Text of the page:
Because of the dense forest and brush we had come through, and also as we were some thirty miles from Edmonton, we felt comparatively safe from any war parties of plain Indians that might be roaming the country, as these men were more or less afraid of the woods. Sunday was a beautiful day, but towards evening there came a change, and during the night a furious snowstorm set in. Monday morning there was nearly a loot of snow, and the storm continued all. day and on into Tuesday night. We kept as quiet as possible under our humble shelter without fire or any warm food until Wednesday morning, when the sun came out and the storm was over. Then to our dismay Mrs. McDougall and Paul's wife were taken with the measles, and sending Oliver to look after the stock, Paul and I sought the highest ground in the vicinity, cleared away the snow, cut poles and put up our leather lodge.

This we floored thickly with brush. Then we laid a brush causeway from our carts to the lodge, and moved our sick folk into the tent. In the meantime I had put some dried meat and pounded barley into a kettle to boil over the fire, and as the only medicine we had was cayenne pepper, I put some of this into the soup, and this was all we had for our sick ones. Just then Oliver came in, having found the stock, but was complaining of a sore back and headache. I gave him a cup of my hot soup to drink, and as he sat beside the fire warming his wet feet and limbs and drinking the soup, I saw he was covered with the measles. So I quietly told him to change his clothes and go into the tent. Thus in our small party of five three were down with the epidemic which was now universal in the North-West.

For the next five or six days Paul and I had our hands full to attend to the sick night and day, to keep up the supply of firewood (for the nights were cold and we consumed a great amount) and to look after the stock.

Our patients in the one-roomed buffalo-skinwalled hospital were very sick, and as we had no medicine to speak of, and nothing in the way of dainties to tempt their appetite, often caused us extreme anxiety. Hard grease pemmican, dried meat, or pounded meat and grease are all right when one is strong and well, but it was more than we could do to cook or fix these up for sick folk. When we could Paul and I took it in turn to seek for ducks ad chickens to make broth with, but there were very few of these to be found near to us, and it was not until the fever abated that, by leaving wood and water ready and making our patients as comfortable as possible, we went farther afield for game, and were successful in finding ducks and geese and the eggs of wild-fowl as our reward.

It was on one of these hunts, and while our sick people were steadily convalescing, that we came upon the fresh tracks of a buffalo bull. As we thought he might provide good meat we determined to follow him up. I think we had kept his track steadily for three hours, when all of a sudden my sleigh dogs, whom I had left as I thought secure at camp, came up to us on the jump, and now took the lead on the track, and very soon were at the bull, as we knew from their furious barking. We rode as fast as we could in the soft ground and through the dense bush, and presently galloped out on an old beaver- meadow. Sure enough the dogs had the bull at bay, and the old fellow as soon as we came in sight charged straight at us. As there was an opening into another part of the meadow I thought he was making for that, so sat my horse, gun in hand, ready to shoot him as he passed. But this was not in the bull's programme. lie was in for a fight, and putting down his head came right at me. My horse knew what that meant, for he already had been gored by a mad bull, and the little fellow did not wait for a second dose, but bounded on as fast as he could. My gun was a single-barrelled, muzzle-loading shot-gun, and though I had a ball in, I did not care to risk my one shot under such circumstances. In fact I very soon had all I could do to sit on my horse, keep my gun, and save my head from being broken; for in a few bounds we were across the meadow and into the woods, where, the ground being soft, my horse was hard pressed by the big fellow, who was crashing along at his heels. Fortunately "Scarred Thigh," as the Indians called him, was no ordinary cayuse, but strong and quite speedy. Yet owing to soft ground and brush the bull seemed to be gaining on us at several times. Paul afterwards told me he was so close to me as to raise my pony's tail with his horn, but could not come nearer to his much desired victims.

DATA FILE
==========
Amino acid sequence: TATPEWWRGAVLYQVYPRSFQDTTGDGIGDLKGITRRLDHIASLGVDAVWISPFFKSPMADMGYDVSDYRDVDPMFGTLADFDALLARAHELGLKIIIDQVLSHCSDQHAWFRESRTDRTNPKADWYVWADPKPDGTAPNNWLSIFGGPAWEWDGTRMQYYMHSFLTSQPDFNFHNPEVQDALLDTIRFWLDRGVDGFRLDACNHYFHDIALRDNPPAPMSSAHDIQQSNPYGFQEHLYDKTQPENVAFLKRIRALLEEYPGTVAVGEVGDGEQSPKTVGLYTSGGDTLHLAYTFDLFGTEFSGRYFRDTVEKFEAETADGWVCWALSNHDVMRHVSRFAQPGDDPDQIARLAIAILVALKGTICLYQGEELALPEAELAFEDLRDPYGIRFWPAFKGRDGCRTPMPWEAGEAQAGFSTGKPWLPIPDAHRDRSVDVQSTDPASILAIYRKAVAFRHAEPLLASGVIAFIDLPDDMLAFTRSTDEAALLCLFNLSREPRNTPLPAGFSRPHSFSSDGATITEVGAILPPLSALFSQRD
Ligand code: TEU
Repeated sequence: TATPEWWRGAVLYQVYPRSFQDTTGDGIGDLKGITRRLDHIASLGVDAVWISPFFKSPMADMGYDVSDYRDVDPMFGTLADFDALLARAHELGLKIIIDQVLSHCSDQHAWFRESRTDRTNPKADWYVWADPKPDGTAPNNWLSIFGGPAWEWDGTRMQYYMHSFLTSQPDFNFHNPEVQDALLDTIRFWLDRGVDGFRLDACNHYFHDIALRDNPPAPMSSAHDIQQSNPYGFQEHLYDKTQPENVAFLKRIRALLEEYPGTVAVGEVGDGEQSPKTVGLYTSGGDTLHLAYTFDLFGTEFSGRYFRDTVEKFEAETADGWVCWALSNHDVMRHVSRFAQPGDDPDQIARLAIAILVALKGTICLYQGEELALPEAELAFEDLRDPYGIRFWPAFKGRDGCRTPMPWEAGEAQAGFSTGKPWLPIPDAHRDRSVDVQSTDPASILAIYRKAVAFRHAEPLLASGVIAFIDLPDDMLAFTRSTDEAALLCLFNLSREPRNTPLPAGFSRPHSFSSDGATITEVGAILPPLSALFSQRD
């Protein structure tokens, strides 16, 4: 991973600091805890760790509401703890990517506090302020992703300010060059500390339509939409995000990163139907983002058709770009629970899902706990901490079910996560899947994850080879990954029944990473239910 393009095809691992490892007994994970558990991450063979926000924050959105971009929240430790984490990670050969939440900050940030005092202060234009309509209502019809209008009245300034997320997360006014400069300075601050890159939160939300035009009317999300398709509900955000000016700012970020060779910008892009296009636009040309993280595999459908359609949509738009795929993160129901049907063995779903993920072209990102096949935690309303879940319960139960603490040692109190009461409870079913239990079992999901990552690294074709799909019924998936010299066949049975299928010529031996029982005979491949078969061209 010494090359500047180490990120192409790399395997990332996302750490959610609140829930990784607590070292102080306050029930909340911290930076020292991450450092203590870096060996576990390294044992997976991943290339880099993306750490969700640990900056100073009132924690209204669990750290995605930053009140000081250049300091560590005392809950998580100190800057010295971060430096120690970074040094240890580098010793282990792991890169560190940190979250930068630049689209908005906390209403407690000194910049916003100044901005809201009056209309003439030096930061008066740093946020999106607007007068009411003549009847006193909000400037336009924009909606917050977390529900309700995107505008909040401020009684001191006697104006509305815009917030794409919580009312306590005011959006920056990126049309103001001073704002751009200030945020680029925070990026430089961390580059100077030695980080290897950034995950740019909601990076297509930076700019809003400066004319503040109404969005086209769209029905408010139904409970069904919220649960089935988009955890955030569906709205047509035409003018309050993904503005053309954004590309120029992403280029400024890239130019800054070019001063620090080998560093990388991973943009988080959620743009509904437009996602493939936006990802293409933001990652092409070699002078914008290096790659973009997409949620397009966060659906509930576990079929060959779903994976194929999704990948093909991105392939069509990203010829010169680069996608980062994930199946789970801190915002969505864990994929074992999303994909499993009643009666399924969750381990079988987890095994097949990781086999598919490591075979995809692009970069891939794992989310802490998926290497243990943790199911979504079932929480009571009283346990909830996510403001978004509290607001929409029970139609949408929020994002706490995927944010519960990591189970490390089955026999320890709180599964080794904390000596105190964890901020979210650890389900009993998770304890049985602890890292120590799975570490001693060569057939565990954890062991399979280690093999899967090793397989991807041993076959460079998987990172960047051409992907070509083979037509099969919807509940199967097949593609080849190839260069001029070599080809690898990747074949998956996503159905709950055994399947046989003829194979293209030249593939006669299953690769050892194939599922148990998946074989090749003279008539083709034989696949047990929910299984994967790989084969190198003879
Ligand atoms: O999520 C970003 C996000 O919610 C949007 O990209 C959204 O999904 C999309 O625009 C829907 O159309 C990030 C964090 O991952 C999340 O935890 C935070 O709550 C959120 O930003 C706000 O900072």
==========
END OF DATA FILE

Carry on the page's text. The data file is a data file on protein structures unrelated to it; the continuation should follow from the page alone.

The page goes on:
I knew that my horse could not, sinking as he was at every jump into the soft ground, keep this gait up much longer, and because of the trees and brush I had no chance to shoot back at the bull. I was momentarily expecting to feel him hoisting us, when I spied a thick cluster of big poplars just ahead. Now, I thought, if we can dodge behind these we may gain time on our enemy. So I urged on my noble beast, and as if to help us, just as I pulled him around the clump of poplars, a projecting limb knocked my cap off'. This falling right in the face of the bull for the moment blinded him, and with an angry snort he went thundering past as I pulled behind the trees.

"That was close," said Paul, who was following up as fast as his pony would bring him; 'if 'he had been a bear he would have bitten your horse, but every time he put his head down to toss you, your horse left him that much." I jumped from my horse and patted his neck, rubbed his nose, and felt thankful for our escape. Then we tied our animals in the shelter of the large trees, and followed after the bull on foot, for in such ground and such timber we were much safer on foot than on horseback.

Already our dogs had again brought the bull to bay, as we could hear, and approaching with caution we soon saw him fighting desperately. Alert as we were he heard us coining and again charged, but we met him with two balls, and the old fellow staggered back to the middle of a swamp of ice and snow-water and fell dead.

"That fellow had a bad heart, or he would not have gone out into the middle of a pond of water to die," said Paul; and it was cold enough work skinning and butchering him, with the ice-water up to our knees. But those were the days when stockings and boots and rubbers were beyond our reach in more ways than one. However, the meat was good and a providential supply to us and our sick folk. Moreover, our dogs needed an extra feed, and they got it

It was late in the day when two heavily laden horses and two tired men came in sight of camp, and it was as good medicine to Oliver, who saw us approaching and noted the fresh meat with a smile all over his gaunt and pale face, for the disease had wofully thinned the poor fellow. Only those who have been in such circumstances can truly appreciate the relief experienced by our sorely-tried party.